• Note to Opposition Staff on the above:  if this comes up in Question Period in the House of Commons today, you DO know whoever asks the questions will may forever be tarred with the “s/he doesn’t support the troops”, right?  Some free advice, worth every penny….
  • What’s Canada (Not) Buying (at least for now)?  There seems to be a halt on the processes to find a new pistol for CF members (more of the original MERX post here) and a new bolt-action rifle for the Canadian Rangers.  No word on why yet.
  • F-35 Tug o’ War (1)  Mark Collins on the latest “how much is the F-35 gonna cost?” see-saw.
  • F-35 Tug o’ War (2)  The latest from Associate Minister Julian Fantino in the House of Commons“Mr. Speaker, all reasonable people agree that Canada needs aircraft in order to defend Canadian sovereignty. The current CF-18s must be replaced and our budget for the purchase of F-35s remains on track …. Let me be clear, Mr. Speaker. We will ensure that our men and women in uniform have the best equipment to do the job they are required to do safely. As responsible citizens, responsible politicians and responsible government, we owe them no less …. Our budget for the F-35s remains on track. This includes not only the aircraft but also infrastructure, parts, training, simulators, and so forth. It is the only machine that is going to provide us the kind of safety, security and sovereignty in our country that Canada requires at this time and in the future …. the F-35 aircraft is the one item that is absolutely critical and helps to ensure that we will maintain our sovereignty well into the future. It includes not only the aircraft; it includes other components for years to come in the future, enabling Canada to be competitive and coordinated with our partners in NATO and the UN missions.”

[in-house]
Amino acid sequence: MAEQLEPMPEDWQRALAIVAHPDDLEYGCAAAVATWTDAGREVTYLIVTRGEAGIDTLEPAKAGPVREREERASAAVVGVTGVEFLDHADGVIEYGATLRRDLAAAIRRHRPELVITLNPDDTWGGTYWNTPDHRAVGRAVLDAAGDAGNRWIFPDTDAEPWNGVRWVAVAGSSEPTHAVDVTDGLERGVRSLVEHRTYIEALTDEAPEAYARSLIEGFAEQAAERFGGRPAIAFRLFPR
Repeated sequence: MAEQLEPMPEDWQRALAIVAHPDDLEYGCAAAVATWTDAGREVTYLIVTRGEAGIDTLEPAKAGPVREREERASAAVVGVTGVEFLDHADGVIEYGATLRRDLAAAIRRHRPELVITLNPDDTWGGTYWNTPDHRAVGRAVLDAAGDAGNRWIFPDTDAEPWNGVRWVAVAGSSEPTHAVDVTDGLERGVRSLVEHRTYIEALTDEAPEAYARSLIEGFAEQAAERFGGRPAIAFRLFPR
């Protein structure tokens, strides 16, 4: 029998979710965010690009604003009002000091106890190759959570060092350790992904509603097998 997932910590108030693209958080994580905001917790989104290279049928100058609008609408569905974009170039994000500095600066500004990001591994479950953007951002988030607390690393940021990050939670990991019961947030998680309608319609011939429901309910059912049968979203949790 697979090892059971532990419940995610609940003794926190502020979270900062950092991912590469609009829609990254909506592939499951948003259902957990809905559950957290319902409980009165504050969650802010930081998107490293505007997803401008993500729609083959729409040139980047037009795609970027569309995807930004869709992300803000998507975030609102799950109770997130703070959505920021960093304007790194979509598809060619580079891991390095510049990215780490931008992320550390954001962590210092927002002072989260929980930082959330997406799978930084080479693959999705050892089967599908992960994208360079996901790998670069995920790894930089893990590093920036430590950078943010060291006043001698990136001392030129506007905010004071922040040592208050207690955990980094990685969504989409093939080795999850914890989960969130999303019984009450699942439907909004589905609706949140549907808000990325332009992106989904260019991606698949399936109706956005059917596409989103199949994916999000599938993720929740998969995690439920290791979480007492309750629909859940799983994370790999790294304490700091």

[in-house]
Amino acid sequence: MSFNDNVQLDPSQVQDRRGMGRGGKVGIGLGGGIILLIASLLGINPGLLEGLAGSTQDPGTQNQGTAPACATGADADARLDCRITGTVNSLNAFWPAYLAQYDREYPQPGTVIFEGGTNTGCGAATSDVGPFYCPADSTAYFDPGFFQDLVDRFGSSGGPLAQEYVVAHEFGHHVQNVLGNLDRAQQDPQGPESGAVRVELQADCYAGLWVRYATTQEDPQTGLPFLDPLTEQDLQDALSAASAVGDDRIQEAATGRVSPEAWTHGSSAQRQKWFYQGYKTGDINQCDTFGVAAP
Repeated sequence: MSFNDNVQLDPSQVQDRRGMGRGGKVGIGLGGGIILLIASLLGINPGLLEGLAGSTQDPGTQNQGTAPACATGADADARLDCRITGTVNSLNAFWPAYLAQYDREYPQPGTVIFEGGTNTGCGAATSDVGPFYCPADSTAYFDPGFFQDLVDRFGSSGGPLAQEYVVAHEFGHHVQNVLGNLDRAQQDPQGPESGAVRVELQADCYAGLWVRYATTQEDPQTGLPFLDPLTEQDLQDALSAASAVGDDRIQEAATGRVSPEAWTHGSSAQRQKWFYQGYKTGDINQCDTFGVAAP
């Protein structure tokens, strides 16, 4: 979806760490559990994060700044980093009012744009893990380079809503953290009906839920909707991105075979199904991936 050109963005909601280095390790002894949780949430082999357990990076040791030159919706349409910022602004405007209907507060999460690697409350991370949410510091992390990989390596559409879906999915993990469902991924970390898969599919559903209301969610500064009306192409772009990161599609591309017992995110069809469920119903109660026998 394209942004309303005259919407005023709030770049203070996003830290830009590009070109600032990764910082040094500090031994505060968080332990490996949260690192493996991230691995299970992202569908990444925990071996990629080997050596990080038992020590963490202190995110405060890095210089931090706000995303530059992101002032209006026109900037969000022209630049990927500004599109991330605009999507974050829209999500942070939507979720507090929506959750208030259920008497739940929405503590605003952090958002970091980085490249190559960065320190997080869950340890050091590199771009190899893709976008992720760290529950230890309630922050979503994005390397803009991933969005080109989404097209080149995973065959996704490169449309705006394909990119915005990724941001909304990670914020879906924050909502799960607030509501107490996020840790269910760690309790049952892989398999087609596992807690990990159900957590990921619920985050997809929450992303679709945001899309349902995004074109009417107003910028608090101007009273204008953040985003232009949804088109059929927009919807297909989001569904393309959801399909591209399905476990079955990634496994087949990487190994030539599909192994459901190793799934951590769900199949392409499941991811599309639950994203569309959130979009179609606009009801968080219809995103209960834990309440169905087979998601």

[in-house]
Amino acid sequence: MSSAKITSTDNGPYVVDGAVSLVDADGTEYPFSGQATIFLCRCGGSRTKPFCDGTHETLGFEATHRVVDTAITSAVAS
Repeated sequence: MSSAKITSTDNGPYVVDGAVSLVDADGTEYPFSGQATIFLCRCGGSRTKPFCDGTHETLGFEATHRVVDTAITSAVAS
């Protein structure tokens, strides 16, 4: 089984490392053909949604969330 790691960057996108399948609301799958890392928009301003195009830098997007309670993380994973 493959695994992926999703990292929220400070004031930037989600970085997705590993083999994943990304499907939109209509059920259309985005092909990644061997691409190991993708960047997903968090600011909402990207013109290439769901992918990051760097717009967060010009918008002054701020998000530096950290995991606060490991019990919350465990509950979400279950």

• More media running with the “CF buys real fur hats, animal rights groups gripe” story here and here.
  • MP welcomes HMCS Montreal home from Great Lakes tour“Mr. Speaker, I rise today to salute Commanding Officer Jamie Tennant and the entire ship’s company of the HMCS Montreal, the Halifax class frigate that has just returned from its Great Lakes deployment. This annual event provides Canadians an opportunity to tour a navy vessel and discover career opportunities available with the Canadian Forces. I was pleased to sail with the Montreal at the beginning of the deployment as part of the Canadian Forces parliamentary program. I saw first-hand the skills and dedication necessary to keep a Canadian warship running. From the engine room, to the kitchen, to the bridge, each woman and man has a vitally important role and each does his or her job well. My grandfather, Keith Bateman, served in the Royal Canadian Navy in the 1950s. I am pleased to be part of a Conservative government that has restored the “Royal” designation to Canada’s navy. From Halifax and Esquimalt to wherever we ask it to go today’s Royal Canadian Navy continues to do Canada proud.”